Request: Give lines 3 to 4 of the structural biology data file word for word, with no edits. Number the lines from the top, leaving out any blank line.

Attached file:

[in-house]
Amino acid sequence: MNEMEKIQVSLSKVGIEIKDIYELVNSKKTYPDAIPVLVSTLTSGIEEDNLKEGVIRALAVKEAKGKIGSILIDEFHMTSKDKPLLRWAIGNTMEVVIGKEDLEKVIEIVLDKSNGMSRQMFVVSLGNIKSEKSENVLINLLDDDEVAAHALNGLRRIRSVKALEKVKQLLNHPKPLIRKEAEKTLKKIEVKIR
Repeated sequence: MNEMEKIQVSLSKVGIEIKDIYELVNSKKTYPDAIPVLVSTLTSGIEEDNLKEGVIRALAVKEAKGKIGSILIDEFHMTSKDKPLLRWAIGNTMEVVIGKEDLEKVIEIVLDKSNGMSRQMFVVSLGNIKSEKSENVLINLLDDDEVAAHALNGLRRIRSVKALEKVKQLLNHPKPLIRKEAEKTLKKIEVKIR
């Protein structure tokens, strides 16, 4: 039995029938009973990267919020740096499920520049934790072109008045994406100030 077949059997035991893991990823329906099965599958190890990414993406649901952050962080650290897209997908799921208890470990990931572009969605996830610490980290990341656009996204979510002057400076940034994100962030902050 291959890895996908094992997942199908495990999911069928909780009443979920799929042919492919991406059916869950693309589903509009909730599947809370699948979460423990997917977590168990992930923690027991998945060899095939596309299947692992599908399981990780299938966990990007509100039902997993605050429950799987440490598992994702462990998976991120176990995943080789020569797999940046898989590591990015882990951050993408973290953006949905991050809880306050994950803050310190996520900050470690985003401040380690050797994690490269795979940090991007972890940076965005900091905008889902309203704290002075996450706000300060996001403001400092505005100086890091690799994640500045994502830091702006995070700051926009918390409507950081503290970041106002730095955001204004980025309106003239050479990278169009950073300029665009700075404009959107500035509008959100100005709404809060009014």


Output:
Repeated sequence: MNEMEKIQVSLSKVGIEIKDIYELVNSKKTYPDAIPVLVSTLTSGIEEDNLKEGVIRALAVKEAKGKIGSILIDEFHMTSKDKPLLRWAIGNTMEVVIGKEDLEKVIEIVLDKSNGMSRQMFVVSLGNIKSEKSENVLINLLDDDEVAAHALNGLRRIRSVKALEKVKQLLNHPKPLIRKEAEKTLKKIEVKIR
């Protein structure tokens, strides 16, 4: 039995029938009973990267919020740096499920520049934790072109008045994406100030 077949059997035991893991990823329906099965599958190890990414993406649901952050962080650290897209997908799921208890470990990931572009969605996830610490980290990341656009996204979510002057400076940034994100962030902050 291959890895996908094992997942199908495990999911069928909780009443979920799929042919492919991406059916869950693309589903509009909730599947809370699948979460423990997917977590168990992930923690027991998945060899095939596309299947692992599908399981990780299938966990990007509100039902997993605050429950799987440490598992994702462990998976991120176990995943080789020569797999940046898989590591990015882990951050993408973290953006949905991050809880306050994950803050310190996520900050470690985003401040380690050797994690490269795979940090991007972890940076965005900091905008889902309203704290002075996450706000300060996001403001400092505005100086890091690799994640500045994502830091702006995070700051926009918390409507950081503290970041106002730095955001204004980025309106003239050479990278169009950073300029665009700075404009959107500035509008959100100005709404809060009014």